Councilperson Insults Local Citizen (AND All Those Who Can Read)
With an unquestionable first grade understanding after having thumbed through the “Don Quixote for Idiots” version of Miguel de Cervantes Saavedra’s tome, a councilperson seeks to impugn the motives of a local resident exercising a constitutional right – an intolerable act to these “elected” councilors – by blathering the most prostituted interpretation of El ingenioso hidalgo Don Quijote de la Mancha ("The Ingenious Hidalgo Don Quixote of La Mancha") since the masterpiece was written 404 years ago.
Lest anybody takes what is “written” by the councilperson as a correct interpretation of Don Quixote’s travails, consider but just a microcosm of the reality which is the novel. This classical work is a satire of truth and convention, and through what today’s talking heads would consider cynicism, challenges certain humanistic tenets. The seeming fatalistic approach of tilling at windmills – imaginary enemies – by the Don serves to accentuate the futility through a series of spoofs of much of what we do for reasons that serve utterly no practical purpose whatsoever. At the time the work was written, chivalry was king; akin to today’s pompous power grabs founded on ignorance, ergo the novel’s staying power. Nearly everything in the work is farcical, even the names – the horse’s name Rocinante in the classical Spanish (Castilian) idiomatically translates into before a low-quality nag (now, re-read the novel and see how hysterically funny this is); and Dulcinea translates into an allusion to an illusion – namely, she never existed.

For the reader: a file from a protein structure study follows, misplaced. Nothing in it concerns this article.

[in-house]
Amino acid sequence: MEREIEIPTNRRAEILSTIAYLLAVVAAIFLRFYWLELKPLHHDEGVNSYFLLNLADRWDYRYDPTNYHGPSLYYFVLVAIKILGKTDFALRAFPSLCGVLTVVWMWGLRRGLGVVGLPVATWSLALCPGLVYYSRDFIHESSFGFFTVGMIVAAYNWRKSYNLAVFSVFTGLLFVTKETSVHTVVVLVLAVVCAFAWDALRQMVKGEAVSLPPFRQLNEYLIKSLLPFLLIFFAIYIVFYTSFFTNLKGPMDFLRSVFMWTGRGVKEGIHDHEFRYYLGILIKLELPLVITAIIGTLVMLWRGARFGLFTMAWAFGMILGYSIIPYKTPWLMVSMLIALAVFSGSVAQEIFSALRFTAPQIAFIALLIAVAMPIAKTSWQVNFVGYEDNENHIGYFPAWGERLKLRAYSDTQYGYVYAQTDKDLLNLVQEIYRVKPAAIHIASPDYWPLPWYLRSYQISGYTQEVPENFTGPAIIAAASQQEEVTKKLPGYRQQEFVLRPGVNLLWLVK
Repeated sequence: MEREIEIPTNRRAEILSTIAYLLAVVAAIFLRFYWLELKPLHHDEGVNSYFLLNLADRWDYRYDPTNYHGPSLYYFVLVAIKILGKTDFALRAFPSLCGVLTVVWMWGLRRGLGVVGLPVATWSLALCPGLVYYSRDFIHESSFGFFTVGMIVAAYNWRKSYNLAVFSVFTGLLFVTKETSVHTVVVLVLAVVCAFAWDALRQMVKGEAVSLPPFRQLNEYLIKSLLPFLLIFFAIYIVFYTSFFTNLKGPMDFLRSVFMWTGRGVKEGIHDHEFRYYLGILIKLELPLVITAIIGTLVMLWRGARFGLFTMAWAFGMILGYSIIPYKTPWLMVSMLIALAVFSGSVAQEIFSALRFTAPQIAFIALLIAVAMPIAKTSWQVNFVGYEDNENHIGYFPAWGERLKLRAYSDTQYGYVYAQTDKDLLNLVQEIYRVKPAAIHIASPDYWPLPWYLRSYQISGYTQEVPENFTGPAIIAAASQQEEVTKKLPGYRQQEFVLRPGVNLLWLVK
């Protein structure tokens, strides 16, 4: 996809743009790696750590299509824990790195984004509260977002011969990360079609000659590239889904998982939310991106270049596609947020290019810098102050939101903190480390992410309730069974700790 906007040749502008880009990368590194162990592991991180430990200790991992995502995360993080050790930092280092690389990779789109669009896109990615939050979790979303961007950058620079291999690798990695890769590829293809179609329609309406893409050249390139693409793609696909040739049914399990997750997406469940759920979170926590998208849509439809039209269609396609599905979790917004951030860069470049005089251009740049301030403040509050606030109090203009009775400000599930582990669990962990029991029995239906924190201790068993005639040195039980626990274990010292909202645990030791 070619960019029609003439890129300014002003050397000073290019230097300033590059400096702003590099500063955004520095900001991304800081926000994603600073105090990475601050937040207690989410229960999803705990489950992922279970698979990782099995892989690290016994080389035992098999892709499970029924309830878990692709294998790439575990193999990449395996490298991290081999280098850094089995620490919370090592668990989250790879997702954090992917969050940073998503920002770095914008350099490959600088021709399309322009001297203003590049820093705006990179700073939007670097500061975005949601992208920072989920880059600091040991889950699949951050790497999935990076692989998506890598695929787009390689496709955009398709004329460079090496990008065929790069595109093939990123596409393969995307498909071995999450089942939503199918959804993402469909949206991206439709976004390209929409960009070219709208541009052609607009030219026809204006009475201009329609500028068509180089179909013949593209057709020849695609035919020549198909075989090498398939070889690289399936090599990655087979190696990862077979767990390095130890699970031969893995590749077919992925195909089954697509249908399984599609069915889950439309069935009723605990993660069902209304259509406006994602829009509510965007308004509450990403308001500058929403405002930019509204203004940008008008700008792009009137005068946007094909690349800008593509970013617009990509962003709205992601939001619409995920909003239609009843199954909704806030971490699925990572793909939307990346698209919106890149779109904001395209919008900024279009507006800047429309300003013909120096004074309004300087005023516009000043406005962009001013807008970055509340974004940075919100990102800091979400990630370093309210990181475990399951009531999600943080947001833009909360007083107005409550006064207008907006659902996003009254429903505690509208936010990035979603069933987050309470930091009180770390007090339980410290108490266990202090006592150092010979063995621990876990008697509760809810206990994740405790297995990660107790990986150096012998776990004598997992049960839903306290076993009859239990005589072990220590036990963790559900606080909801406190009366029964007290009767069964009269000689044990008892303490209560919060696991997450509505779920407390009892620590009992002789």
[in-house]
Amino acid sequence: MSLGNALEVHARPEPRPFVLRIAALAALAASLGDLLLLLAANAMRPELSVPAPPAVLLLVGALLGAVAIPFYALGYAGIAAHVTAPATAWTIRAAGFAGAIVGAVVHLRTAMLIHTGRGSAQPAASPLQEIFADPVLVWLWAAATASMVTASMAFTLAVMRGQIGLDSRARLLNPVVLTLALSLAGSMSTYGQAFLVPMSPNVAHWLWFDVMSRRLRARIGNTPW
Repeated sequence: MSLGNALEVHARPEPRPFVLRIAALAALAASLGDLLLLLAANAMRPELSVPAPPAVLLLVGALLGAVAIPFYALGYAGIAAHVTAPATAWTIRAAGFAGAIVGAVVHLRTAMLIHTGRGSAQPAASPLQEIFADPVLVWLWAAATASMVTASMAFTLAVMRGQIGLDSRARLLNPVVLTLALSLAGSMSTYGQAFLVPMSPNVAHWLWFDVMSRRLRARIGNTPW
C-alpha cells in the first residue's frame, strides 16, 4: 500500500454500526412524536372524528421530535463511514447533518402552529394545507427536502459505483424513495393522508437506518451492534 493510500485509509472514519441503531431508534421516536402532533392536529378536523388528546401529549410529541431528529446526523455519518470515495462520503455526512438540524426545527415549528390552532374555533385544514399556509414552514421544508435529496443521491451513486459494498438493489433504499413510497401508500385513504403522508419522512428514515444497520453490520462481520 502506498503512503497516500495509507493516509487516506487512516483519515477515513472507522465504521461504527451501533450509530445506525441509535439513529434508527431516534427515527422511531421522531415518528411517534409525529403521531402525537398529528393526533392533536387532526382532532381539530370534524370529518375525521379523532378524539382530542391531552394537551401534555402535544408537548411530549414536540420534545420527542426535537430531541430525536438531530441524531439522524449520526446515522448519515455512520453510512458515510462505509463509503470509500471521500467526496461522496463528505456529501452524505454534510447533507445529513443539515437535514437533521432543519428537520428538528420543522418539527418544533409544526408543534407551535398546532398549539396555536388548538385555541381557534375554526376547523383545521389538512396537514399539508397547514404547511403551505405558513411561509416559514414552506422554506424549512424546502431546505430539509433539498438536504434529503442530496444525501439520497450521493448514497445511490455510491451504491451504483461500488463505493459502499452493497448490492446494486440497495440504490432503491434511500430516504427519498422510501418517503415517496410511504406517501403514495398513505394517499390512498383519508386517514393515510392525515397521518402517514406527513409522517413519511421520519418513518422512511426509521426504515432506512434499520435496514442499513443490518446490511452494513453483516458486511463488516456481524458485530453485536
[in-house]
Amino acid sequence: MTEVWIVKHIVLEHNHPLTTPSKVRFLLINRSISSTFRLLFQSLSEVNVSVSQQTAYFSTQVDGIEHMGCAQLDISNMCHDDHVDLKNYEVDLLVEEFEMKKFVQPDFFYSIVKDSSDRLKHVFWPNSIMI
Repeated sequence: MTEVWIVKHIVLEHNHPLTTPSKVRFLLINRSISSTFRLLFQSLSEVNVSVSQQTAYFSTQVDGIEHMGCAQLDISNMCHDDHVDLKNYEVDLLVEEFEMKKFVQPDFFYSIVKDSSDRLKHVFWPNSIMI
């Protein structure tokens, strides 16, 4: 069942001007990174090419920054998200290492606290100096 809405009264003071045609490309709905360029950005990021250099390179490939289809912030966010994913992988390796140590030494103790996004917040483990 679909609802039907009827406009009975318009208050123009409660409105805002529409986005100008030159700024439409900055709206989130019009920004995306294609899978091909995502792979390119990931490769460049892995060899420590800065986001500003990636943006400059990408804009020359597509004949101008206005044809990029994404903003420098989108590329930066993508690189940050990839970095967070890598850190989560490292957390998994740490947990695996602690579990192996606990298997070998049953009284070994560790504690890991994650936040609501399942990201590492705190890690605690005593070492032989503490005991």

As one can see, the metaphor of using Don Quixote’s Dulcinea to denigrate the local citizen is so grotesquely inaccurate that it boggles the mind. Unlike Don Quixote, the local patriot doesn’t till at imaginary enemies – the syndicate is real, the failed and bankrupting STRP is real, the buried asbestos is real, the pulverized asbestos not a mile from two schools is real, the millions of gallons of toxic effluent dumped into the waterways is real, the spewing of noxious gas covering entire neighborhoods causing 900 residents to seek medical attention is real, a compromised FDEP is real, exposing a backroom deal to commercialize Track K is real … should one continue?
Can anyone be so obtuse that in an attempt to come across that they are literate, that they actually prove unequivocally that they are illiterate? Is this how these folks entrusted with the city study the legislation they vote on? Seems so.
By the way, Sancho Panza is Don Quixote's short, fat and utterly illiterate sidekick that is promised governorship of an island but is so uneducated that he willingly goes along with his handler believing that the promise is for some prize. Remind you of any councilperson?